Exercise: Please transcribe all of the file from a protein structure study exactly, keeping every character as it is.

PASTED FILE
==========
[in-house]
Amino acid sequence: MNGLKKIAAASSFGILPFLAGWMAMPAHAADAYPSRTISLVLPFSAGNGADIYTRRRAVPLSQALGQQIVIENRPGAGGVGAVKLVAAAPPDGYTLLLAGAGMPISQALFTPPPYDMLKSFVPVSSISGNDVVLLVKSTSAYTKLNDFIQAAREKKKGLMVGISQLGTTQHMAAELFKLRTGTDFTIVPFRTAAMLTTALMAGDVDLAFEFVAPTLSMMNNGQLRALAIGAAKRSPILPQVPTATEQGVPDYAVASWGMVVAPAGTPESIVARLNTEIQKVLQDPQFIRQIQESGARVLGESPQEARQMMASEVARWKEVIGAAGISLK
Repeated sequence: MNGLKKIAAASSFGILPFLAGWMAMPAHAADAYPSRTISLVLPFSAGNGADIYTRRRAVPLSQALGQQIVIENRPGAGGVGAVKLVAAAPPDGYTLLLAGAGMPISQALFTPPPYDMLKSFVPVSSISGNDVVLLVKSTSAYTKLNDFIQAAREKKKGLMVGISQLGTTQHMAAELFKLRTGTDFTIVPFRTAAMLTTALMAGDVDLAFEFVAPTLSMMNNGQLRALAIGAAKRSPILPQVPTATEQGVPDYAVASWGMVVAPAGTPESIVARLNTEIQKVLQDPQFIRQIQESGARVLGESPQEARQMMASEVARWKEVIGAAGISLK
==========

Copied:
[in-house]
Amino acid sequence: MNGLKKIAAASSFGILPFLAGWMAMPAHAADAYPSRTISLVLPFSAGNGADIYTRRRAVPLSQALGQQIVIENRPGAGGVGAVKLVAAAPPDGYTLLLAGAGMPISQALFTPPPYDMLKSFVPVSSISGNDVVLLVKSTSAYTKLNDFIQAAREKKKGLMVGISQLGTTQHMAAELFKLRTGTDFTIVPFRTAAMLTTALMAGDVDLAFEFVAPTLSMMNNGQLRALAIGAAKRSPILPQVPTATEQGVPDYAVASWGMVVAPAGTPESIVARLNTEIQKVLQDPQFIRQIQESGARVLGESPQEARQMMASEVARWKEVIGAAGISLK
Repeated sequence: MNGLKKIAAASSFGILPFLAGWMAMPAHAADAYPSRTISLVLPFSAGNGADIYTRRRAVPLSQALGQQIVIENRPGAGGVGAVKLVAAAPPDGYTLLLAGAGMPISQALFTPPPYDMLKSFVPVSSISGNDVVLLVKSTSAYTKLNDFIQAAREKKKGLMVGISQLGTTQHMAAELFKLRTGTDFTIVPFRTAAMLTTALMAGDVDLAFEFVAPTLSMMNNGQLRALAIGAAKRSPILPQVPTATEQGVPDYAVASWGMVVAPAGTPESIVARLNTEIQKVLQDPQFIRQIQESGARVLGESPQEARQMMASEVARWKEVIGAAGISLK